In German civil proceedings witnesses are supposed to testify only according to their “vivid memory”, in order to give their best evidence at the hearing. With regard to witness credibility it is therefore advisable not to get in touch with witnesses before their testimony. However, the German Code of Civil Procedure encourages witnesses to prepare for giving evidence by refreshing their memory – if possible – by going through their records and documents. Hence, presenting well prepared witnesses at court hearings can further the principle of establishment of the truth in civil proceedings. The lawyer can therefore question the witness prior to his testimony in order to explore the whole truth and all necessary information for the court proceedings. Previously, the German Professional Guidelines contained a broad prohibition on witness preparation which can create the appearance of an influenced witness. This provision was abolished by the Federal Constitutional Court in 1987. Since there are merely ethical but no statutory provisions limiting the lawyer from preparing the witness before a deposition, it appears likely that witness preparation is legally permissible in Germany. The only sanction a lawyer faces is a possible criminal prosecution for intentionally inducing a witness to give a false testimony.
In European civil law jurisdictions only the Swiss Canton of Geneva prohibits the lawyer from discussing the witnesses future testimony and from influencing witnesses of any kind. In England and Wales, a common law jurisdiction, witness coaching is prohibited. The Court of Appeal has stated that “the witness should give his or her own evidence, so far as practicable uninfluenced by what anyone else has said, whether in formal discussions or informal conversations.” In contrast, lawyers are permitted to ‘familiarise’ witnesses with the process of the trial and giving evidence. Therefore witness training and mock trials are only legitimate if they are not in reference to the specific case, although in a recent Commercial Court case, the judge commented that even witness training is to be discouraged since it tends to reflect badly on the witness who, perhaps through no fault of his or her own, may appear evasive because he or she has been “trained” to give evidence in a particular way.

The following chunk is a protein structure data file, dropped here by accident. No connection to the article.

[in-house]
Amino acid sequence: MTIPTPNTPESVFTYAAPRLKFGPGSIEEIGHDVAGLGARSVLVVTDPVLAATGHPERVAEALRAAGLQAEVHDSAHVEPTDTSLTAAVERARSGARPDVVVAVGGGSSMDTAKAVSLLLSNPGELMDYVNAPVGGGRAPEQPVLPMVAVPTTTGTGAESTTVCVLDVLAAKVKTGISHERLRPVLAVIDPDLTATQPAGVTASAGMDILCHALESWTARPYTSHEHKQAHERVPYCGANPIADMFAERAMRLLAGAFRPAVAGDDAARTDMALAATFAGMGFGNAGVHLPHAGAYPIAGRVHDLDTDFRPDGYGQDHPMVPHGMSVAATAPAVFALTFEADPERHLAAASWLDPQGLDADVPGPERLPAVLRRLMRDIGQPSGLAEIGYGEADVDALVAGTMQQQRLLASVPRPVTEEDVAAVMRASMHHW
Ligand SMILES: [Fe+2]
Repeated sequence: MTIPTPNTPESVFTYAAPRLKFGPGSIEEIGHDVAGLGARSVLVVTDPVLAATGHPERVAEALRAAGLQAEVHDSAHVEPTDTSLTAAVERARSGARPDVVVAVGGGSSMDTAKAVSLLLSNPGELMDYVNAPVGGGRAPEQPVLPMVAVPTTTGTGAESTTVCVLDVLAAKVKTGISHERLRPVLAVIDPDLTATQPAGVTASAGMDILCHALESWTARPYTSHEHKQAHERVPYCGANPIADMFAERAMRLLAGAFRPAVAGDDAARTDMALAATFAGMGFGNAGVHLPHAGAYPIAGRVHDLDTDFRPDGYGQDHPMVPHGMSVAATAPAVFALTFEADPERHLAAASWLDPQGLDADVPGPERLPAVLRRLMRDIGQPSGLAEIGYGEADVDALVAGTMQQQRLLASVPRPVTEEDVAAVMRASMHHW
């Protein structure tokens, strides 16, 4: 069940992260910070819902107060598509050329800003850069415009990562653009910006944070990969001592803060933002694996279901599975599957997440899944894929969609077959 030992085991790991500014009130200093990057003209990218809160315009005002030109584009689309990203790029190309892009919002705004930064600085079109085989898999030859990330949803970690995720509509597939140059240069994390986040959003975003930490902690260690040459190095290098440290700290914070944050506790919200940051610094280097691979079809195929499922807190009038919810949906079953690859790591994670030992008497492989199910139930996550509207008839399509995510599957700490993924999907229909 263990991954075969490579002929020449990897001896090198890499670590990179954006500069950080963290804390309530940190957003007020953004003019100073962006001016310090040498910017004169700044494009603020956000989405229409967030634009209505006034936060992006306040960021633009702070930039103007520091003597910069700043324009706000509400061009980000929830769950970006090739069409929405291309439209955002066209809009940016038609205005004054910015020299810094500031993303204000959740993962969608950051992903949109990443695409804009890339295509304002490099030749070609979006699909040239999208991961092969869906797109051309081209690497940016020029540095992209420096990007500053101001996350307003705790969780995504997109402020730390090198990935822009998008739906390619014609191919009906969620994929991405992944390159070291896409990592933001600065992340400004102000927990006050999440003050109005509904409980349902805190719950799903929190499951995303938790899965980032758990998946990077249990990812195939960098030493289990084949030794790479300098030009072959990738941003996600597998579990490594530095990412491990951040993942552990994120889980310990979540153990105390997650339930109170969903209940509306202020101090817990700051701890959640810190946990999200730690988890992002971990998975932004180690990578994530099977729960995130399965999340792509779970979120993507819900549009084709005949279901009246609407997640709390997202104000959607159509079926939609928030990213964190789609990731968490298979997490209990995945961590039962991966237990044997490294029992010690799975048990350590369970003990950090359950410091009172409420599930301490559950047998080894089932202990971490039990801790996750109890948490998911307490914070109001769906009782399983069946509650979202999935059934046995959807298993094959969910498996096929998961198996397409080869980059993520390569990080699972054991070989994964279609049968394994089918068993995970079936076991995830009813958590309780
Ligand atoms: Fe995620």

In the US, professional rules normally permit witness preparation on the basis that it can help the witness to give truthful evidence in favour of the lawyer’s client. In addition, there are a handful of decisions from the US Supreme Court and other state courts acknowledging the legitimacy of witness preparation and coaching, as long as the witness is not induced to give a false testimony. Witness preparation is typically protected from discovery under the work-product doctrine or the attorney-client privilege. Therefore the court or the opposing party are in principle only entitled to question whether a witness has been prepared for the deposition, while the substance of the witness preparation itself is protected under US rules of privilege. In Germany however, there is no equivalent privilege. Only the lawyer is entitled to refuse to give evidence.